I moved back a little and put in a couple of casts. After a few tries I felt the solid bite of another flathead. I pulled it ashore and released it. It was about 55cm long. As I released it, a small eagle ray glided past in the shallows. A few moments later I heard a loud slap, as it flew out of the water and landed just behind me.

At about 10.00 am I retired to breakfast with and esky full of flathead. It had been a great morning of fishing.

Bribie – the old oyster jetty flats – 10 May 2016

Tuesday

A few days on home turf gave me another opportunity to visit the Bribie Pumicestone Passage flats in search of flathead. I am enjoying the later starts for fishing trips at this time of year. I woke at about 4.45 am and drove up to Bribie, from Brisbane.Low tide would be at 6.18 am, coinciding almost exactly with sunrise. It was 4 days after the new moon. The wind would be a very light south easterly. I pulled on my waders and waded out under the Bribie bridge at about 5.40 am.

As the seasons come and go and the predominant wind direction alters, the tidal flats change shape quite dramatically. For example, just to the north of the bridge on the mainland side a big sand bank is forming and the weed is growing very quickly. However just to the south of the bridge the rubble bottom is becoming more exposed and there is less weed. These changes are best viewed at absolute low tide and it is good to keep an eye on them.

I started fishing with a GULP Crazylegs Jerkshad in the Curried Chicken colour, on a 1/8th ounce, size 1/0 hook jighead, tied on with 12lb fluorocarbon leader. It was still dark but the sky was starting to turn a magnificent red colour. I was standing on the rubble bottom just to the south of the bridge. I was casting towards the bridge and hopping the lure back along the bottom towards me, in line with the tidal flow. I cast the soft plastic lure in the direction of a pylon and kept it moving quite quickly, to avoid getting snagged on the many rocks in this area. The tide was ebbing and the water flow was slowing as we got close to low.As is often the case in the predawn light, a flathead slammed the lure and almost jumped out of the water in its desire to swallow it. It was well hooked and I soon had my first fish of the day – it was just short of 50 cm long.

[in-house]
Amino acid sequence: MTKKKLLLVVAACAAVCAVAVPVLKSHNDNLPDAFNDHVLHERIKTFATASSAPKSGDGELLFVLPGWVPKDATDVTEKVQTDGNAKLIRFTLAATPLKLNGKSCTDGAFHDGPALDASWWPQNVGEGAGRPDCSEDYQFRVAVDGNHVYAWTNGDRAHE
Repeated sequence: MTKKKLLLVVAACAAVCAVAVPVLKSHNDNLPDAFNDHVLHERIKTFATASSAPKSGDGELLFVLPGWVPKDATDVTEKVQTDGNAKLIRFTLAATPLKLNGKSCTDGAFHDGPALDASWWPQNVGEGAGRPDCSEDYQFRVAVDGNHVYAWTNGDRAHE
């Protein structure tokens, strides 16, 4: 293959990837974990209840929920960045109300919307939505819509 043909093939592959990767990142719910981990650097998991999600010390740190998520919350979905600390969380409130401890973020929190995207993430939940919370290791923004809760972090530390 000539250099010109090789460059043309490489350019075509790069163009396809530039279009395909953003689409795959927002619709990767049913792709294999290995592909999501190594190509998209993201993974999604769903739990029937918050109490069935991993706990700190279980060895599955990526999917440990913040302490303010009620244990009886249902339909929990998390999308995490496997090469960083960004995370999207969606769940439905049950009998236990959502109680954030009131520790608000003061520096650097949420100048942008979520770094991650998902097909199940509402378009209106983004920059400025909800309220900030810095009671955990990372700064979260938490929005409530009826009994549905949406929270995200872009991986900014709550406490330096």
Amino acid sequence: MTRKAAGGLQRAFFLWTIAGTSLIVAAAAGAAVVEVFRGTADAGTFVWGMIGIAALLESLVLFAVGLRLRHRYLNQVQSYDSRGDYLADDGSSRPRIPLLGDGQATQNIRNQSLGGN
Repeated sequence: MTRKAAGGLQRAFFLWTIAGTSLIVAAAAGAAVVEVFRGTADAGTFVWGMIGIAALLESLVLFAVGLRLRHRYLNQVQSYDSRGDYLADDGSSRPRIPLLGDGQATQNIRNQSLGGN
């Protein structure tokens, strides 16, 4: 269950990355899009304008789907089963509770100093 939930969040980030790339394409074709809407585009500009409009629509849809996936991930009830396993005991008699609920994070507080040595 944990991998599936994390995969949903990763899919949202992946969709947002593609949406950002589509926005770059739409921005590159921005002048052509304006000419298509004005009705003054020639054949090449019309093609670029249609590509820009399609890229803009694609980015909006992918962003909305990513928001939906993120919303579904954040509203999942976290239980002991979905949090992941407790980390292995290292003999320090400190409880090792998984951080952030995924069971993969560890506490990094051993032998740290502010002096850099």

The sun came up and I moved south. The tide slowed and so did the fishing. I covered a lot of ground without a bite. I worked through a few soft plastics and tried a small hard bodied minnow for a while. I caught nothing for the next 90 minutes as the tide turned, and started to run in.

At about 8.30 am I was fishing with a GULP 4” Minnow soft plastic in the Pearl Watermelon colour. I was just to the south of the old oyster jetty. A flathead burst out of the water behind my lure as I lifted it out of the water, at the end of the retrieve. It missed. I moved back and let things settle down. About two minutes later I threw a short cast at the area and felt the bite. This time I hooked it. It safely pulled it ashore. This one later measured 46 cm.

I carried on back towards the bridge as the tide pushed in. I caught another flathead just north of the jetty, but it was under 40 cm long, so it went back. It was just after 9.00 am when I reached the bridge. I cast around just to the south of the bridge where I had caught the first fish of the day and was rewarded with another 45 cm flathead.

As I waded north under the bridge I put in a few casts and caught my final fish. It was a small flathead of some kind with frilly fins. I released it and gave up for the morning.

Brisbane River – Boggy Creek – 29 February 2016

Monday

Wind, wind, wind – this is why you do not want to buy a boat. Throughout the end of February the wild weather continued. The forecast was for a 30 knot southerly on Monday. Still, every cloud has a silver lining – less boat traffic means more undisturbed fish and remember it’s never windy under the water.

But I could not face another day of being blown around at Bribie so I decided to fish closer to home. I have not fished the Brisbane River for a while, so to avoid the wind I drove out to spend a few hours fishing Boggy Creek, at Pinkenba. The big advantage with this spot is that it is only about 20 minutes from the Brisbane CBD. The hum of the BP refinery and the trucks roaring by makes it slightly less picturesque than Bribie, but there are still good fish to be caught here.